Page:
[0044] In accordance with the concepts, systems and techniques described herein, it has been found that minimizing the expected transmission time of a block of M packets with a fixed packet size also maximizes the throughput performance. However, it can be shown that a correct choice of M and number of bits in the data packet, can further improve throughput performance. [0045] It should be appreciated that although both standard ARQ systems and techniques and the systems and techniques described herein achieve reliability by detecting errors in received packets or packet erasures, and recover the information using a retransmission scheme, there are some important differences. First, the systems and techniques described herein rely on transmission of coded packets. That is, there is no need to specify a particular data packet to retransmit as in ARQ, but only a random linear combination. The ACK packet of the systems and techniques described herein thus differ from common ARQ systems and techniques in that it does not give acknowledgement to particular data packets, but to degrees of freedom needed at the receiver to decode the M original packets. Second, the number of coded packets transmitted in the systems and techniques described herein is not fixed by design of the algorithm, but rather is selected in accordance with given channel characteristics and information in the ACK packet. In fact, the information in the ACK packet generated by the system and techniques described herein can be used to update an estimate of the probability of packet error and improve the overall performance. [0046] It should, of course, be appreciated that in some applications it may be desirable to optimize a measure other than expected time to complete transmission of a block. For example, it may instead be desirable to optimize a measure such as a mean time to complete transmission of a block of packets to all receivers in a which uses random linear network coding for broadcasting in TDD channels. Other measures, may of course, also be used. For example, a mean completion energy measure could be used.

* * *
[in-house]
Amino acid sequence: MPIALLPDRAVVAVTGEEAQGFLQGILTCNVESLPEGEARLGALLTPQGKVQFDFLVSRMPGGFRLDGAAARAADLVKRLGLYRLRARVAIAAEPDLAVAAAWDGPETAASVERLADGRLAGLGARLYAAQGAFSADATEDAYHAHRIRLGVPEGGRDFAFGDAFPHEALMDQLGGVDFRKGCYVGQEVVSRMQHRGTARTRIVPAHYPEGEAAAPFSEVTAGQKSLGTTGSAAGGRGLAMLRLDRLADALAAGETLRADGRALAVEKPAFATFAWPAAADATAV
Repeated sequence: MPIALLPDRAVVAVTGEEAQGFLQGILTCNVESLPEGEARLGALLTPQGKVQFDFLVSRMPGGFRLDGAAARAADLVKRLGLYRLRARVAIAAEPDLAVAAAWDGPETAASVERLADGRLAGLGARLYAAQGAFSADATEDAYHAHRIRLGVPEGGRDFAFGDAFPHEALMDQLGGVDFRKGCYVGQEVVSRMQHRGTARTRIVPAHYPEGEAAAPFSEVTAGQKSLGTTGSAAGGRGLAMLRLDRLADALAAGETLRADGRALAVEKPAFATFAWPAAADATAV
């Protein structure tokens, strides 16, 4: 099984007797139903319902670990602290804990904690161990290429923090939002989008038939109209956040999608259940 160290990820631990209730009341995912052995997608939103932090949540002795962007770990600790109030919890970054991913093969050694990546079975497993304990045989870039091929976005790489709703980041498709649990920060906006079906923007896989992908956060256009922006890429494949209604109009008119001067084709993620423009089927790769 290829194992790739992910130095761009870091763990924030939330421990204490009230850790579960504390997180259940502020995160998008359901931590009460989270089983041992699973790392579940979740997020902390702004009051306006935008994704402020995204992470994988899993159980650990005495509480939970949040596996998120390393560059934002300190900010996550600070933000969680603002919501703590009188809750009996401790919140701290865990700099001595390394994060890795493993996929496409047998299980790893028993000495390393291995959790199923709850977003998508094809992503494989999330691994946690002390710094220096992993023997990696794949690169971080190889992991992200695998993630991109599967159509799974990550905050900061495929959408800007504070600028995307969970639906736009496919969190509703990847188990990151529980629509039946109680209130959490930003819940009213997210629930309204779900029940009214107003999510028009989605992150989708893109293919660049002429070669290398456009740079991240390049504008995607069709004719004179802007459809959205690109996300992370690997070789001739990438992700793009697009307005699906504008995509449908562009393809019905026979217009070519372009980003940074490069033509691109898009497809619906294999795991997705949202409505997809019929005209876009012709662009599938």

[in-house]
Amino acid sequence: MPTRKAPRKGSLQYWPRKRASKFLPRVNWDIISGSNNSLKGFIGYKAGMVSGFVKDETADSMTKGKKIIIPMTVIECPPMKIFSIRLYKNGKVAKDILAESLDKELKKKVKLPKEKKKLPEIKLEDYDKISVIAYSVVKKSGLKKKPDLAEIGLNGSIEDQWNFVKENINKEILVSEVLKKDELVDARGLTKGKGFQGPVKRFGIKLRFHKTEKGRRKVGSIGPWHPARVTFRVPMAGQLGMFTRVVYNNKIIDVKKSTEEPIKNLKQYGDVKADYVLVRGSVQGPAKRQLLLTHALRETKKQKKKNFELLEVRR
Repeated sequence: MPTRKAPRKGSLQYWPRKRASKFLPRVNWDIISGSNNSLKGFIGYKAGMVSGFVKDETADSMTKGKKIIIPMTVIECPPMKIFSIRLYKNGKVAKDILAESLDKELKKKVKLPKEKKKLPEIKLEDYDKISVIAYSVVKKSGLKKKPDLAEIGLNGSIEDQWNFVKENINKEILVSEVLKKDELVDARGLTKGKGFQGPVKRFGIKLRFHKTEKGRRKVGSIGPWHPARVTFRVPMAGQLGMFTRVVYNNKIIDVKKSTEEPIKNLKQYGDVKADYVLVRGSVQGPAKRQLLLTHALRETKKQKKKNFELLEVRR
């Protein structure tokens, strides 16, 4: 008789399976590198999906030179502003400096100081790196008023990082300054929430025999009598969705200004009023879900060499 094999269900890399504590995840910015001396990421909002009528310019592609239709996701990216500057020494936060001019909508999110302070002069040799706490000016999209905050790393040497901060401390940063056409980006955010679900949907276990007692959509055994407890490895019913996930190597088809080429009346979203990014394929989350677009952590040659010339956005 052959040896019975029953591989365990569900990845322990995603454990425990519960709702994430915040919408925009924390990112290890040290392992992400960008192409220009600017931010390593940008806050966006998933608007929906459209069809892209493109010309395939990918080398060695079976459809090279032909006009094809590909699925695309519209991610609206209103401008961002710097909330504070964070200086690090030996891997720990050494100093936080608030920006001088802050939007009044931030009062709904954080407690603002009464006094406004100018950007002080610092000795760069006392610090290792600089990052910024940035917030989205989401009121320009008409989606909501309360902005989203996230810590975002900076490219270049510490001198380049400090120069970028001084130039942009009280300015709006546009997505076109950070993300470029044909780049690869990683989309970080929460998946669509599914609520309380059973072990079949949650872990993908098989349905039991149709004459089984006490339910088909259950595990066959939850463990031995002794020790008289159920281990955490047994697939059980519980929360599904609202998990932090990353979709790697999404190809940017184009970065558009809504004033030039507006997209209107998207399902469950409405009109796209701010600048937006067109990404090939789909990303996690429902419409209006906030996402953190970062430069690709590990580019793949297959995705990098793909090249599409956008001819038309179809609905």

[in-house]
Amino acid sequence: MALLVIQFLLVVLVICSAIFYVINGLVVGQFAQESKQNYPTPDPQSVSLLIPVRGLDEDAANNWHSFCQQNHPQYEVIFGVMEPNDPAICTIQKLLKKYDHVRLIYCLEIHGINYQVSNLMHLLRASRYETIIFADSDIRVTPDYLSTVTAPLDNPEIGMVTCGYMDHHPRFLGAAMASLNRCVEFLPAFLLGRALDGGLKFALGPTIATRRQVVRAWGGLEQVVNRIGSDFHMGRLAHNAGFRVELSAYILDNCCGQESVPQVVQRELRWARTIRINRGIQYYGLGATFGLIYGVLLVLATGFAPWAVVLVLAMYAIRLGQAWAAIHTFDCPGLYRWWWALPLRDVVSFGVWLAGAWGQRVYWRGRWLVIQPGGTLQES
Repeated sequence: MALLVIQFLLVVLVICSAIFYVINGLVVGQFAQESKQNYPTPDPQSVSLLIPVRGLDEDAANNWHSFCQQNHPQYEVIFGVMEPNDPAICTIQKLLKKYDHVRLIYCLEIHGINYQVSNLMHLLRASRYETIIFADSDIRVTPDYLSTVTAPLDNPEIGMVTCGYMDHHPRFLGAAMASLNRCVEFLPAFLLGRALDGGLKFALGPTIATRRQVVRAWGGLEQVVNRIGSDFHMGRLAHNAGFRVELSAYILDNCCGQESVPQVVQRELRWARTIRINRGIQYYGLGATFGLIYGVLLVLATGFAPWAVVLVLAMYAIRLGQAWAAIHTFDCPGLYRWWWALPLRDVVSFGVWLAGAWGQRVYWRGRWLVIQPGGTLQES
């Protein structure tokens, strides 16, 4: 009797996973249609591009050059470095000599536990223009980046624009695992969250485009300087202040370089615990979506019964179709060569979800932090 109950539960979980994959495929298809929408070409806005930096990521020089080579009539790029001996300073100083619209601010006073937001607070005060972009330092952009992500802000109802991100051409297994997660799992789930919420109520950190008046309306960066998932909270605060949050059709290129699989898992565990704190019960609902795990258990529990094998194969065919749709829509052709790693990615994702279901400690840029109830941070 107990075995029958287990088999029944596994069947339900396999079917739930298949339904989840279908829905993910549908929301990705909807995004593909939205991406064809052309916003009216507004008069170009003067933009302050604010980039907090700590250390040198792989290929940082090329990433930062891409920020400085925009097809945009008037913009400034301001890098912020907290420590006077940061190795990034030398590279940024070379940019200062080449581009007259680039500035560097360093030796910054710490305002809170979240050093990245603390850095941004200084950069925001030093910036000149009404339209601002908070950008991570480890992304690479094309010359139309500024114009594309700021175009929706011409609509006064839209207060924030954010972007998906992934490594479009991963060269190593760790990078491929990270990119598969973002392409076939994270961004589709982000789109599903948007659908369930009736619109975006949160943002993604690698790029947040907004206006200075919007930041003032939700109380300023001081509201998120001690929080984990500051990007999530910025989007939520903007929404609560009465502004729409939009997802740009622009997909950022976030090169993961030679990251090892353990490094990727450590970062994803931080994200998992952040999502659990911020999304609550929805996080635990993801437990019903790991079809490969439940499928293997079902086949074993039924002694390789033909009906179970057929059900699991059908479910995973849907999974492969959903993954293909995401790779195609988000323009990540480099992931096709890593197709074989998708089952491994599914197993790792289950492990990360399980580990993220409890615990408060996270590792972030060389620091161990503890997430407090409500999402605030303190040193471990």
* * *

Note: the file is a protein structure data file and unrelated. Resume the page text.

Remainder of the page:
[0047] Also in accordance with the concepts, systems and techniques described herein, it has been found that transmitting the optimal number of coded data packets sent before stopping to listen for an ACK packet provides performance very close to that of a network coding scheme operating in a full-duplex channel, in terms of mean time to complete transmission of all packets. This is the case even in high latency channels. Choosing a number different from the optimum can cause a large degradation in performance, especially if latency is high. [0048] Referring now to FIG. 1A, a coded packet 26 denoted as CP(k, d) represents the k-th coded packet upon starting transmission (e.g. at sender node 12a in Fig. 1 ) with d DOFs needed at a receiver (e.g. receiving node 12d in Fig. 1 ) to decode the information. Thus, Fig. 1A illustrates a communication process suitable for use in a network having a TDD link such as network 10 described above in conjunction with Fig. 1.